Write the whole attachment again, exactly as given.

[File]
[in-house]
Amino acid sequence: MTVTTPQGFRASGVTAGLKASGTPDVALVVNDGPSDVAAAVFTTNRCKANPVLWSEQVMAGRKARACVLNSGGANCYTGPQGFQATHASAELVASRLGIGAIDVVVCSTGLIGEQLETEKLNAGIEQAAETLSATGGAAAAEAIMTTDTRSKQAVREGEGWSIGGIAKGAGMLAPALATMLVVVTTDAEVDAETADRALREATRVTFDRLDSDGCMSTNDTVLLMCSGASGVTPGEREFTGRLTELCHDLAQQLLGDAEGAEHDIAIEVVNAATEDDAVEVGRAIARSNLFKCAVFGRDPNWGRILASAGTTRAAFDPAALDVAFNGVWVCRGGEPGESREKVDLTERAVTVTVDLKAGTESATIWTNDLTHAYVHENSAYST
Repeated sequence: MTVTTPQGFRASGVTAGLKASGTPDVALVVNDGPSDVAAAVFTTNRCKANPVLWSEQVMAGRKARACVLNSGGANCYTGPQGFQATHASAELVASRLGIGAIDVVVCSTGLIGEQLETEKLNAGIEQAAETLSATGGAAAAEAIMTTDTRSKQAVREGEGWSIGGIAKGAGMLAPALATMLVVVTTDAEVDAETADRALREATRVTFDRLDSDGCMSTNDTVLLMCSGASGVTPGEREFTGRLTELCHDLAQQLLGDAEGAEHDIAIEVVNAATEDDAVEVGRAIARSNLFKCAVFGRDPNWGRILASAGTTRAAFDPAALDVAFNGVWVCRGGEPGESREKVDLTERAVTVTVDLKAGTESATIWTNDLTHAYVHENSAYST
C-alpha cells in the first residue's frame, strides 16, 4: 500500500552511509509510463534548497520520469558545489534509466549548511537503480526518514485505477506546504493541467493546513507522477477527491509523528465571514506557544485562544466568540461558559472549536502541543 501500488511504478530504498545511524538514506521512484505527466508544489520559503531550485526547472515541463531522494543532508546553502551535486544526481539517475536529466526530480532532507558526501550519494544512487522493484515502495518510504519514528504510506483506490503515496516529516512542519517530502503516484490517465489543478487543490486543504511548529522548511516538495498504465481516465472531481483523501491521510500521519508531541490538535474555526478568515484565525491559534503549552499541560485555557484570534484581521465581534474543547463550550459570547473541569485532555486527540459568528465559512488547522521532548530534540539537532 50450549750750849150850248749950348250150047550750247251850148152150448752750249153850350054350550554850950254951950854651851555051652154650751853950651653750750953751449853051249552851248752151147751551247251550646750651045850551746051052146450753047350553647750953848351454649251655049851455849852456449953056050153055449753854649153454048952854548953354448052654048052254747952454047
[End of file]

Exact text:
[in-house]
Amino acid sequence: MTVTTPQGFRASGVTAGLKASGTPDVALVVNDGPSDVAAAVFTTNRCKANPVLWSEQVMAGRKARACVLNSGGANCYTGPQGFQATHASAELVASRLGIGAIDVVVCSTGLIGEQLETEKLNAGIEQAAETLSATGGAAAAEAIMTTDTRSKQAVREGEGWSIGGIAKGAGMLAPALATMLVVVTTDAEVDAETADRALREATRVTFDRLDSDGCMSTNDTVLLMCSGASGVTPGEREFTGRLTELCHDLAQQLLGDAEGAEHDIAIEVVNAATEDDAVEVGRAIARSNLFKCAVFGRDPNWGRILASAGTTRAAFDPAALDVAFNGVWVCRGGEPGESREKVDLTERAVTVTVDLKAGTESATIWTNDLTHAYVHENSAYST
Repeated sequence: MTVTTPQGFRASGVTAGLKASGTPDVALVVNDGPSDVAAAVFTTNRCKANPVLWSEQVMAGRKARACVLNSGGANCYTGPQGFQATHASAELVASRLGIGAIDVVVCSTGLIGEQLETEKLNAGIEQAAETLSATGGAAAAEAIMTTDTRSKQAVREGEGWSIGGIAKGAGMLAPALATMLVVVTTDAEVDAETADRALREATRVTFDRLDSDGCMSTNDTVLLMCSGASGVTPGEREFTGRLTELCHDLAQQLLGDAEGAEHDIAIEVVNAATEDDAVEVGRAIARSNLFKCAVFGRDPNWGRILASAGTTRAAFDPAALDVAFNGVWVCRGGEPGESREKVDLTERAVTVTVDLKAGTESATIWTNDLTHAYVHENSAYST
C-alpha cells in the first residue's frame, strides 16, 4: 500500500552511509509510463534548497520520469558545489534509466549548511537503480526518514485505477506546504493541467493546513507522477477527491509523528465571514506557544485562544466568540461558559472549536502541543 501500488511504478530504498545511524538514506521512484505527466508544489520559503531550485526547472515541463531522494543532508546553502551535486544526481539517475536529466526530480532532507558526501550519494544512487522493484515502495518510504519514528504510506483506490503515496516529516512542519517530502503516484490517465489543478487543490486543504511548529522548511516538495498504465481516465472531481483523501491521510500521519508531541490538535474555526478568515484565525491559534503549552499541560485555557484570534484581521465581534474543547463550550459570547473541569485532555486527540459568528465559512488547522521532548530534540539537532 50450549750750849150850248749950348250150047550750247251850148152150448752750249153850350054350550554850950254951950854651851555051652154650751853950651653750750953751449853051249552851248752151147751551247251550646750651045850551746051052146450753047350553647750953848351454649251655049851455849852456449953056050153055449753854649153454048952854548953354448052654048052254747952454047